Without a doubt, high heels look great – but they also create extra pressure on the front of the foot, lower back, knees and calves. High heels can also cause blisters, bunions and nerve damage in your foot from excess pressure on the toes, and a painful foot deformity at the heel called a heel spur. Regular wear can also lead to tight calf muscles, which can lead to an inflamed Achilles tendon in the back of your leg – so how do you prevent all this?
1. Wear walking shoes on your way to the office and slip on your heels at your desk, or when you go to a client meeting.
2. Don’t walk in high heels for longer than three hours a day.
3. Opt for kitten heels if you cannot stand wearing flats. The ideal heel height for everyday wear is 2-3cm.
4. Stretch your calves for 30 seconds for each leg for three times a day.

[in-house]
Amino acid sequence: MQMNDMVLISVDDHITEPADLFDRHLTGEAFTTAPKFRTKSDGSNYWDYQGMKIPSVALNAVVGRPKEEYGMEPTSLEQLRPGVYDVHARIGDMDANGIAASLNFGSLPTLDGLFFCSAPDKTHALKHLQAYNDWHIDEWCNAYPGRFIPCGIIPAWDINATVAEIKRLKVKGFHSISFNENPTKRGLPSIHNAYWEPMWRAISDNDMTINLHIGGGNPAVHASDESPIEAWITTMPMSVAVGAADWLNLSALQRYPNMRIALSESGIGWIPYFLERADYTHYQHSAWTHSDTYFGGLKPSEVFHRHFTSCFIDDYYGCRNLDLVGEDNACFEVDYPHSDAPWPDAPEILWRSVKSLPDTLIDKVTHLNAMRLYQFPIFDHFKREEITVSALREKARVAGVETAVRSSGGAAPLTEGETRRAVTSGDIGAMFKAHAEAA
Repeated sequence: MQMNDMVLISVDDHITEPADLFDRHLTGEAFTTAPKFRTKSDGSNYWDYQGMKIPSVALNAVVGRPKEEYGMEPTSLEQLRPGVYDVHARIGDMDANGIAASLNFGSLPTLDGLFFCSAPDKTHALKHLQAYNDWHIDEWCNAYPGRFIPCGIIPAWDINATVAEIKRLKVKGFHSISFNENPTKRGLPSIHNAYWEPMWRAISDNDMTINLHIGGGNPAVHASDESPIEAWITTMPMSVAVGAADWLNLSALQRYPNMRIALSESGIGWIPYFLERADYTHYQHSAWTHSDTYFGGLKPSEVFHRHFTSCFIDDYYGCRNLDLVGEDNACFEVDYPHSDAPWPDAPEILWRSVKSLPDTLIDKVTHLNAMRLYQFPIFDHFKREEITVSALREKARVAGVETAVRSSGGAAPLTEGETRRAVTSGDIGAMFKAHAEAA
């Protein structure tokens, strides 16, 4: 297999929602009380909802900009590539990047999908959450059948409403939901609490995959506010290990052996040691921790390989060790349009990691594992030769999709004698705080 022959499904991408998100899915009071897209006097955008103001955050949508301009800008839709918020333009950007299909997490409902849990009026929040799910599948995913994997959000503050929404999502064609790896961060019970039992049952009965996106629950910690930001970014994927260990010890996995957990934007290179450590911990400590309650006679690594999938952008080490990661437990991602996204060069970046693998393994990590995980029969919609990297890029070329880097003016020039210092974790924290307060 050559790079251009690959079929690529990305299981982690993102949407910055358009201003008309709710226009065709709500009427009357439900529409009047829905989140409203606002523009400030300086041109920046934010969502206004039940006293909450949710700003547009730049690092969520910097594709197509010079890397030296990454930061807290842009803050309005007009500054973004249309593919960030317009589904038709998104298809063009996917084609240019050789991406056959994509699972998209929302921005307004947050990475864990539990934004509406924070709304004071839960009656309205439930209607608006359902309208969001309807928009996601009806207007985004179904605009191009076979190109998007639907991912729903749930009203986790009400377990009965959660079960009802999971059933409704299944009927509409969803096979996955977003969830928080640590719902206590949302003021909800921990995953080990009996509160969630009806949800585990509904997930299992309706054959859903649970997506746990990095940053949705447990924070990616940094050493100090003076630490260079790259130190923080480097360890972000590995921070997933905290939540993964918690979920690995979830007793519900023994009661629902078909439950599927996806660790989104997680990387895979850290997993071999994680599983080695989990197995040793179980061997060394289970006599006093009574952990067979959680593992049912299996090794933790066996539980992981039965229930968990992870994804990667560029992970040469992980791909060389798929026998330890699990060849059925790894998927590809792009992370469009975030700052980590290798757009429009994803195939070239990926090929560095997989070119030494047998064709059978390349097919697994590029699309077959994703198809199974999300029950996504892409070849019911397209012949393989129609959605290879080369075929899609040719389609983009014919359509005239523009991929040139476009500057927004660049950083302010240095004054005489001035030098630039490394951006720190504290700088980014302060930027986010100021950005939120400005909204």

You may stand on a book or a sturdy box and step with your heels dangling over the edge. Stretch your heels down so that they touch the floor.
5. Opt for a platform sole as it creates more stability and reduces pressure on the base of the foot.
6. Check the heel angle.
Even if both shoes have the same height of heel, the shoe with the longer sole will be more comfortable because it distributes your weight over a wider area. So now, you can buy high heels online and know that they are more likely to be comfortable.
7. Look out for shoes with a wider toe box, the part of the shoe at the front where your toes go.
All things being equal, heels with a wider toe box will be more comfortable than heels with a narrow toe box, as the wider area allows your foot to spread slightly to distribute your body weight. Very pointy toe caps can cause hammer toes where the toes are bent permanently downwards.
Fashion darling Victoria Beckham admitted to having foot surgery done in 2009 to treat her bunions, as a result of wearing heels too often.The designer also stated she can’t work in heels anymore, and have now turned to a sportier choice – chic sneakers to get through the busy day.
Photos: TPG, Pixabay, @victoriabeckham